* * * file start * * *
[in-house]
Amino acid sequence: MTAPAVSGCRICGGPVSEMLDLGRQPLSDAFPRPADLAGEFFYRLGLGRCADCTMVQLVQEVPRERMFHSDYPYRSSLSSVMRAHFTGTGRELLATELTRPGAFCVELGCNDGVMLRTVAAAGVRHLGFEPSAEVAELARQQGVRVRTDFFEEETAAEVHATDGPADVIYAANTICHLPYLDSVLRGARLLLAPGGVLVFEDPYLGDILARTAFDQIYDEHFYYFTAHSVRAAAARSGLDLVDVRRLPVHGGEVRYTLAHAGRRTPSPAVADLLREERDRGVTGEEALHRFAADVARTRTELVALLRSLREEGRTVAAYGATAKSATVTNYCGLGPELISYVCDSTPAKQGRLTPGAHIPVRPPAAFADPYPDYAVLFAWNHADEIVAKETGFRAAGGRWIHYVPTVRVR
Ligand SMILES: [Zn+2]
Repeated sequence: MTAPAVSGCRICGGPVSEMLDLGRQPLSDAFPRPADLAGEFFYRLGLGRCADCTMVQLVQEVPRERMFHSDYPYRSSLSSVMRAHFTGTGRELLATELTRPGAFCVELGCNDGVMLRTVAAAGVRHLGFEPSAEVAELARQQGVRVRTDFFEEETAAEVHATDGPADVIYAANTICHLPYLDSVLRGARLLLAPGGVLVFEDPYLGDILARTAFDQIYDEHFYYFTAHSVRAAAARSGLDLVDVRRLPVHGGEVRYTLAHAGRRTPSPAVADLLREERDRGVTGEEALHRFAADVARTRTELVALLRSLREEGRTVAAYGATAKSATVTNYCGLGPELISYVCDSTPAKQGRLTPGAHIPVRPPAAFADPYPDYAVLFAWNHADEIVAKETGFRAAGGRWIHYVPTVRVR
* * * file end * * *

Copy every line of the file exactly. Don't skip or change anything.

[in-house]
Amino acid sequence: MTAPAVSGCRICGGPVSEMLDLGRQPLSDAFPRPADLAGEFFYRLGLGRCADCTMVQLVQEVPRERMFHSDYPYRSSLSSVMRAHFTGTGRELLATELTRPGAFCVELGCNDGVMLRTVAAAGVRHLGFEPSAEVAELARQQGVRVRTDFFEEETAAEVHATDGPADVIYAANTICHLPYLDSVLRGARLLLAPGGVLVFEDPYLGDILARTAFDQIYDEHFYYFTAHSVRAAAARSGLDLVDVRRLPVHGGEVRYTLAHAGRRTPSPAVADLLREERDRGVTGEEALHRFAADVARTRTELVALLRSLREEGRTVAAYGATAKSATVTNYCGLGPELISYVCDSTPAKQGRLTPGAHIPVRPPAAFADPYPDYAVLFAWNHADEIVAKETGFRAAGGRWIHYVPTVRVR
Ligand SMILES: [Zn+2]
Repeated sequence: MTAPAVSGCRICGGPVSEMLDLGRQPLSDAFPRPADLAGEFFYRLGLGRCADCTMVQLVQEVPRERMFHSDYPYRSSLSSVMRAHFTGTGRELLATELTRPGAFCVELGCNDGVMLRTVAAAGVRHLGFEPSAEVAELARQQGVRVRTDFFEEETAAEVHATDGPADVIYAANTICHLPYLDSVLRGARLLLAPGGVLVFEDPYLGDILARTAFDQIYDEHFYYFTAHSVRAAAARSGLDLVDVRRLPVHGGEVRYTLAHAGRRTPSPAVADLLREERDRGVTGEEALHRFAADVARTRTELVALLRSLREEGRTVAAYGATAKSATVTNYCGLGPELISYVCDSTPAKQGRLTPGAHIPVRPPAAFADPYPDYAVLFAWNHADEIVAKETGFRAAGGRWIHYVPTVRVR